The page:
The first minutes in any theatre are all about making that transition. You look around, checking out the set. A sad or incomplete set – an honest labor, but lacking vision or inadequately provisioned – sets one expectation. Then there’re sets so lush and rich, they’re distractions unto themselves, groaning with bookshelves to explore. Director Damashek’s rep for minimalism, along with set designer Eric Sinkkonen’s history of killer sets at the Aurora, makes decoding the hospital room onstage an enjoyable exercise.
Providing the basics is easy enough: bed, IV poles, bed table, antique landline, sharps box, all the accoutrements. However, the professionalism lay in the entire back wall. Indirect lighting from a shaded window and smoked glass door: check. White outlet panel over the bed: check. Monitors: check. Cup dispenser: check. Horrible fluorescent lighting: check. Chart holder: check. Without these pieces, the rest would be an exercise in playing house – or hospital. Frankly, they had me at the outlet panel.
What was missing was all the other hospital room crap. Gone is hospital room clutter. None of the reminders of civilian life with which we try to delude ourselves that we’re not in the belly of the institutional beast. Gone too, the incessant beeping that kidnaps consciousness. Everything is calculated to render you quietly curious, and more than a little vulnerable to the abrasiveness of the beginning dialogue. There’s nothing extraneous here, hijacking your attention.
Opening you up that way is critical because the opening dialogue has to feel incredibly abrasive, for playwright Nicky Silvers’ script to work its magic. It doesn’t take 10 seconds to realize these people are a mess. In what artistic director Tom Ross calls “the template of the dysfunctional family-gathered-around-the-dying parent play,” the work opens with wife Rita (Ellen Ratner) at the bedside of husband Ben (Will Marchetti). Ratner’s nasal Long Island accent is not so offensive that you write her off completely, but she does intentionally play that one dangerously close. Above all, you wonder Who are these two to each other? Is this really the time to be arguing about redoing the living room? You never question why your attention is fixed like a laser on these really disagreeable people.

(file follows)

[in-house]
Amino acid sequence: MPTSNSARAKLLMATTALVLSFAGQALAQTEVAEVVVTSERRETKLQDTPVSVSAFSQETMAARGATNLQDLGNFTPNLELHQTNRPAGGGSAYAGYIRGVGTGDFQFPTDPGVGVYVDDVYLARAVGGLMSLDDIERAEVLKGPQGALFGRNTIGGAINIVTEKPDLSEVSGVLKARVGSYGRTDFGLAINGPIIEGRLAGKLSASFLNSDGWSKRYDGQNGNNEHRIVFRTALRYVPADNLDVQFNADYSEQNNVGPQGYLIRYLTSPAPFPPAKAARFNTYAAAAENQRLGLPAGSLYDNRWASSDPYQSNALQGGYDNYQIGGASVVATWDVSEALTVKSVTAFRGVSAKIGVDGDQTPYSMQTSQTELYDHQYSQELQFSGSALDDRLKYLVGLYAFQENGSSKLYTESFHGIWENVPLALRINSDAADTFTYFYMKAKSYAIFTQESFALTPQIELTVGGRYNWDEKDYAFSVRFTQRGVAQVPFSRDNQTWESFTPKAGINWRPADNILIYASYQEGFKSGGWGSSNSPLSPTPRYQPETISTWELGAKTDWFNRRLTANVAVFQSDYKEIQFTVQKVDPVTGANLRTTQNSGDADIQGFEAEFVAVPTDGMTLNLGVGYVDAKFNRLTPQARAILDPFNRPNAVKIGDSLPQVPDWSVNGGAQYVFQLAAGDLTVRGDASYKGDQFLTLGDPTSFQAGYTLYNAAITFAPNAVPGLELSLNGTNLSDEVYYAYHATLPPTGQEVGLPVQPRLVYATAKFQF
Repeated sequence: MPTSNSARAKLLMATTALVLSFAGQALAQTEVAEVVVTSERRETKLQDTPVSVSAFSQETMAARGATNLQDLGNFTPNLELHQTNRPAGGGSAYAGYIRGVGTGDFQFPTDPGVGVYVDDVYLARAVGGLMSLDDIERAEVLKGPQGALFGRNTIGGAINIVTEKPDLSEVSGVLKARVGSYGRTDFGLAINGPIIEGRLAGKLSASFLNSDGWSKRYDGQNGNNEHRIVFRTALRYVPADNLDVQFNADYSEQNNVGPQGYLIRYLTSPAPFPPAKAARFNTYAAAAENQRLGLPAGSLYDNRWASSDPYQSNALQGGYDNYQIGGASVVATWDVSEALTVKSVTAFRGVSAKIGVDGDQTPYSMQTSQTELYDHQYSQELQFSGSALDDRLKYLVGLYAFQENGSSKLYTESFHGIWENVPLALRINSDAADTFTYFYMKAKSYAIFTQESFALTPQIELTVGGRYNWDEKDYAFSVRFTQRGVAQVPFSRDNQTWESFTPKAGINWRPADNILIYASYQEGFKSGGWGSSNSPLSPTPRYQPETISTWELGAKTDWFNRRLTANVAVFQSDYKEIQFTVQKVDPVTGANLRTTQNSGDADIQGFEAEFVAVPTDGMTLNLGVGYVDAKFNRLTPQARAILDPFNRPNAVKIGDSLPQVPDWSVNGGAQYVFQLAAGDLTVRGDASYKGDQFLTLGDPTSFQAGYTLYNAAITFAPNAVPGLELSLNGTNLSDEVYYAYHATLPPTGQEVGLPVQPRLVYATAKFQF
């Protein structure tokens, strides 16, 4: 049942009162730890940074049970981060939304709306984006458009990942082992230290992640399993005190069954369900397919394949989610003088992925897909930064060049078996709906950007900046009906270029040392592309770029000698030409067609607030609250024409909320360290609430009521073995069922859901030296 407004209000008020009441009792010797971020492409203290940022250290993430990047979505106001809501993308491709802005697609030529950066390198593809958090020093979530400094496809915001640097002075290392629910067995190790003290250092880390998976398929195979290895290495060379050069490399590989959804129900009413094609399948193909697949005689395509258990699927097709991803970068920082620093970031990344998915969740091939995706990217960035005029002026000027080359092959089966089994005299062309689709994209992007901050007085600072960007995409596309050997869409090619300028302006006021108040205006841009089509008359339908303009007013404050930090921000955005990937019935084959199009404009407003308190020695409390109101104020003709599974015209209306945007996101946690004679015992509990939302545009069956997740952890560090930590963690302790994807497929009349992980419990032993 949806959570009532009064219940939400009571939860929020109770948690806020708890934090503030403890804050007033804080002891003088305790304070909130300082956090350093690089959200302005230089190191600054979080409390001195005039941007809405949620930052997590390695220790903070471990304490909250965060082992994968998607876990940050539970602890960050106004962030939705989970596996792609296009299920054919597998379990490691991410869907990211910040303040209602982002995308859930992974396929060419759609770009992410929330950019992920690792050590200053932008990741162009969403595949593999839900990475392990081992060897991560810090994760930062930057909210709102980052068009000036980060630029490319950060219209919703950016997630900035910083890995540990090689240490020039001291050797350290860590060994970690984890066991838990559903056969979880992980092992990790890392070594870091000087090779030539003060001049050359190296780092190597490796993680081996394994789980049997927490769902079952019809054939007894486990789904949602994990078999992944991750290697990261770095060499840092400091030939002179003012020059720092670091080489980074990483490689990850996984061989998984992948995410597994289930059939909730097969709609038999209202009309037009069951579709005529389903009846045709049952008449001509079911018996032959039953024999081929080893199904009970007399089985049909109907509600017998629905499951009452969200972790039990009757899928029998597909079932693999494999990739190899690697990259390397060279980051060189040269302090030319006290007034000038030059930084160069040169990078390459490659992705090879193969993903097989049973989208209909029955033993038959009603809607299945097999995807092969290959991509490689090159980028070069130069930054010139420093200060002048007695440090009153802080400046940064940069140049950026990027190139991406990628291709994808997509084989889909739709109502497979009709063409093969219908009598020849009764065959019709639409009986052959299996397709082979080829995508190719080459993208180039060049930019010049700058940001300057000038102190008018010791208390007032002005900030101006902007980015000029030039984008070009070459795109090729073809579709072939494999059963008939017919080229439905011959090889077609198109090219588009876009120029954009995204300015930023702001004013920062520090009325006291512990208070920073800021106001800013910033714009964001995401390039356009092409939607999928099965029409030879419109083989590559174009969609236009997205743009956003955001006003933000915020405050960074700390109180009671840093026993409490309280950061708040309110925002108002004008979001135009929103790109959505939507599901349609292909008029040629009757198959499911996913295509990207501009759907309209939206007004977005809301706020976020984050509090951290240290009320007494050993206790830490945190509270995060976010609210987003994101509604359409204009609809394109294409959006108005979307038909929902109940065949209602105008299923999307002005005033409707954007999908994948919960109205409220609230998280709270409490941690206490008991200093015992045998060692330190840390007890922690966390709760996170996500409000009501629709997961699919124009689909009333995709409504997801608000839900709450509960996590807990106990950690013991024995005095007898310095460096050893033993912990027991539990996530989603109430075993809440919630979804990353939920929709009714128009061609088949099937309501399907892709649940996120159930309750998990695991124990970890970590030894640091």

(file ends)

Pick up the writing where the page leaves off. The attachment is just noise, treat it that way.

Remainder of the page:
Don’t think for a moment that Silvers will linger on ideas (and there are many possibilities) about that living room design and the stains on the couch. This play moves quickly and both acts just fly by. The energy quickly shifts when daughter Lisa (Jessica Bates) enters the room. Way-too-thin and way-too-brittle, she’s so much of piece that even her AA sponsor won’t return her calls. Add gay son Curtis, complete with imaginary boyfriends and toothbrush mustache, to the mix of this very damaged lot.
The catch with this of course, is that this is a Nikki Silvers’ play – which means this addled crew, who bear just enough resemblance to your own family, will have you laughing non-stop throughout the entire production. I’m not talking about small polite giggles, but explosive belly laughs. These people hook some part of you so that you can’t let them go – even when they’re desperately pushing each other out of the room. And that of course is why this works so well. The need to connect balances the need to escape – and it’s that impulse that gives rise to the humor. Sure: strike out and date a stage four lymphoma patient. Just remember, when you come back, your mother’s seeing your former AA sponsor. One can’t help but laugh.
The good news is that audience reception has been so strong that The Lyons just got extended through March 8. As spring breaks out across the city, you’ll be wanting to spend some time at the Aurora.